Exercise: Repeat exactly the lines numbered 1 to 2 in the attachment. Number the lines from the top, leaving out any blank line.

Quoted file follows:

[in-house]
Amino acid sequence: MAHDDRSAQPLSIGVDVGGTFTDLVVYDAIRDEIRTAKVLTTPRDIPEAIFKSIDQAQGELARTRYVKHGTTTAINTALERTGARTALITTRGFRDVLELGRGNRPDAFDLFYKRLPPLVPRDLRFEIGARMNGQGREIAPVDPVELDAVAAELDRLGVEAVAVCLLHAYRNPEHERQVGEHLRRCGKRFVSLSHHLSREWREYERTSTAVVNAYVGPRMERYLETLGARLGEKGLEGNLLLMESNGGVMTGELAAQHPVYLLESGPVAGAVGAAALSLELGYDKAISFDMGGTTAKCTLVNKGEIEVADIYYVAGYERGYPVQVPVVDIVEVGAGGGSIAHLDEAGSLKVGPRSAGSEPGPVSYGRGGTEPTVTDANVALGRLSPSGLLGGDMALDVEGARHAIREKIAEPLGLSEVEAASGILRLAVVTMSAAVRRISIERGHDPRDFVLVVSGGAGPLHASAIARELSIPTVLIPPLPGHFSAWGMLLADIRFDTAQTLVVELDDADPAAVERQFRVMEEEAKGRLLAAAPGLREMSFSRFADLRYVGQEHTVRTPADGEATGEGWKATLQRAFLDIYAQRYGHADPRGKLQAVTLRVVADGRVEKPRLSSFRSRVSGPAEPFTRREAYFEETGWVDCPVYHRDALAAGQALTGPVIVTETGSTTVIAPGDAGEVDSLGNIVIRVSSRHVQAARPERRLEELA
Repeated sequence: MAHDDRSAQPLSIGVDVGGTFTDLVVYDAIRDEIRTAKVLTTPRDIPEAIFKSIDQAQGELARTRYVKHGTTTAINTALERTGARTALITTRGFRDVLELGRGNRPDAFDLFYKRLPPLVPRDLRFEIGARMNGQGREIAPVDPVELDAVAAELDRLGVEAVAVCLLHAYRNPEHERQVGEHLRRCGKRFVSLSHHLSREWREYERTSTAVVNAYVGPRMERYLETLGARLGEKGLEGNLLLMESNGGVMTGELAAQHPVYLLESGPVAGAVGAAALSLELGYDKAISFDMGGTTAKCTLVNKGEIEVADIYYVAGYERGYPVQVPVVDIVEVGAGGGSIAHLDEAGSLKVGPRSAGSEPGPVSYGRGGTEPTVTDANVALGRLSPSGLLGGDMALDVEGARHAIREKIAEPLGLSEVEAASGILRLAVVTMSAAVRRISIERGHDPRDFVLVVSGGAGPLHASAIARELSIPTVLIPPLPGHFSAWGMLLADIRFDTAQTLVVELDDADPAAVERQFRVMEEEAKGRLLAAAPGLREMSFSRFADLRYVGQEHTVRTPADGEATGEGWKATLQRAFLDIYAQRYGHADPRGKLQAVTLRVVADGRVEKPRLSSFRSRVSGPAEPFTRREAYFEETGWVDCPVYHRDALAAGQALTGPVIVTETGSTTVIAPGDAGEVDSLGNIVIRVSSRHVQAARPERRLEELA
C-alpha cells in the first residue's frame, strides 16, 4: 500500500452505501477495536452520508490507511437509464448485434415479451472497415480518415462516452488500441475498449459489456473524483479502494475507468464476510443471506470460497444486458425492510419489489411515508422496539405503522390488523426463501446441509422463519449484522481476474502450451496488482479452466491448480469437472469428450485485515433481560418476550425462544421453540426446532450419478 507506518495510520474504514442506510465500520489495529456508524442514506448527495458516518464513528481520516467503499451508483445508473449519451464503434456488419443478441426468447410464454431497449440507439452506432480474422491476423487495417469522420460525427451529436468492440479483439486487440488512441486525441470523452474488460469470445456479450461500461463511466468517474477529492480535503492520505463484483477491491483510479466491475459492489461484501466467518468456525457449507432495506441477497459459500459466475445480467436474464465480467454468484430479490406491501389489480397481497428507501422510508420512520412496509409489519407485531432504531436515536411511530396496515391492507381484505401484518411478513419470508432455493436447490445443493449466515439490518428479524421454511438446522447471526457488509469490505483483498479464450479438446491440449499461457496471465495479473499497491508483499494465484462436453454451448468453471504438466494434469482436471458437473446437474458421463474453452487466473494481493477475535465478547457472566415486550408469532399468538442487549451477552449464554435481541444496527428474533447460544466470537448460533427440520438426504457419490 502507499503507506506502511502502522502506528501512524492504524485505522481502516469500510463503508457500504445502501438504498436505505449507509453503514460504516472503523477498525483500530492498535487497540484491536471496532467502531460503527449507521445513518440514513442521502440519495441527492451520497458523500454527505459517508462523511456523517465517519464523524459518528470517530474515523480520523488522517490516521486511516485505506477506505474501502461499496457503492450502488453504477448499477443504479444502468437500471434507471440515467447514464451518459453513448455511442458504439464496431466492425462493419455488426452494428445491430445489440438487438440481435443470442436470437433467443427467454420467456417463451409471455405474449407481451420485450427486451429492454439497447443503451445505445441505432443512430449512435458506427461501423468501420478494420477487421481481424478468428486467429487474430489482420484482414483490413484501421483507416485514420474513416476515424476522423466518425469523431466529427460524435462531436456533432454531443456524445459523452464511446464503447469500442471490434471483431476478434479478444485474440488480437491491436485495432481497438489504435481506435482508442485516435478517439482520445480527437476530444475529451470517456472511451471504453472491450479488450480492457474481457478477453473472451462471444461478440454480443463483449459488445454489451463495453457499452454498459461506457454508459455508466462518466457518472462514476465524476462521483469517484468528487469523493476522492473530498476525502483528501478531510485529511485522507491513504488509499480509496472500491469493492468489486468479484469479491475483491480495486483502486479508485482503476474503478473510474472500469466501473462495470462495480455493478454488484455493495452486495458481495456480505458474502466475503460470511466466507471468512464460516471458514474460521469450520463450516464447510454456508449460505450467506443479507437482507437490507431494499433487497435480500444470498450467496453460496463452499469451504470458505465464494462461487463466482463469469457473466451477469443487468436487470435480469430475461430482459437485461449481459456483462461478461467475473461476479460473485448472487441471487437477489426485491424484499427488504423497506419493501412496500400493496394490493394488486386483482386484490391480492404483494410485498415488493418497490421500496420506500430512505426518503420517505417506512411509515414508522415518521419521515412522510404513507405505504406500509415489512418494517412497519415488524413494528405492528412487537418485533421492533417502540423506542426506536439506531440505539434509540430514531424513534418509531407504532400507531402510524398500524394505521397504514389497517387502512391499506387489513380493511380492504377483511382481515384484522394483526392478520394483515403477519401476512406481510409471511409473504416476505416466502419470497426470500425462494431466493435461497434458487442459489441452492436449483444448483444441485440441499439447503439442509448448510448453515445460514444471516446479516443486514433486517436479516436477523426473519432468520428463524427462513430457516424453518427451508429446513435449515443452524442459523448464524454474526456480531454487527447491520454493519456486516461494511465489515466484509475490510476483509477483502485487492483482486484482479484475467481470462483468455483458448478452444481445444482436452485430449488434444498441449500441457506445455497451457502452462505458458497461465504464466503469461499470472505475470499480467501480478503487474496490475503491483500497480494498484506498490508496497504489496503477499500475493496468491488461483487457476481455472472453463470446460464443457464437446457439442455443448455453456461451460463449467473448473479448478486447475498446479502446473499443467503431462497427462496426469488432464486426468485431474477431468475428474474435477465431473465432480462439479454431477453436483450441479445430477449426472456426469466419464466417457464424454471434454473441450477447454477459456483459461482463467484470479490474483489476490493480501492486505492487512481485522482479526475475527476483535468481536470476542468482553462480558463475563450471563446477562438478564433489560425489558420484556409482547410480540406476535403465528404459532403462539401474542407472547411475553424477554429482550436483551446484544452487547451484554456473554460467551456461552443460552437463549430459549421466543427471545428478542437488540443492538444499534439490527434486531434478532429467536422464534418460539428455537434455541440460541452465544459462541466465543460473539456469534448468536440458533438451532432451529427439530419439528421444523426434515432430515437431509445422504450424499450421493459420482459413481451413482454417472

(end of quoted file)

[in-house]
Amino acid sequence: MAHDDRSAQPLSIGVDVGGTFTDLVVYDAIRDEIRTAKVLTTPRDIPEAIFKSIDQAQGELARTRYVKHGTTTAINTALERTGARTALITTRGFRDVLELGRGNRPDAFDLFYKRLPPLVPRDLRFEIGARMNGQGREIAPVDPVELDAVAAELDRLGVEAVAVCLLHAYRNPEHERQVGEHLRRCGKRFVSLSHHLSREWREYERTSTAVVNAYVGPRMERYLETLGARLGEKGLEGNLLLMESNGGVMTGELAAQHPVYLLESGPVAGAVGAAALSLELGYDKAISFDMGGTTAKCTLVNKGEIEVADIYYVAGYERGYPVQVPVVDIVEVGAGGGSIAHLDEAGSLKVGPRSAGSEPGPVSYGRGGTEPTVTDANVALGRLSPSGLLGGDMALDVEGARHAIREKIAEPLGLSEVEAASGILRLAVVTMSAAVRRISIERGHDPRDFVLVVSGGAGPLHASAIARELSIPTVLIPPLPGHFSAWGMLLADIRFDTAQTLVVELDDADPAAVERQFRVMEEEAKGRLLAAAPGLREMSFSRFADLRYVGQEHTVRTPADGEATGEGWKATLQRAFLDIYAQRYGHADPRGKLQAVTLRVVADGRVEKPRLSSFRSRVSGPAEPFTRREAYFEETGWVDCPVYHRDALAAGQALTGPVIVTETGSTTVIAPGDAGEVDSLGNIVIRVSSRHVQAARPERRLEELA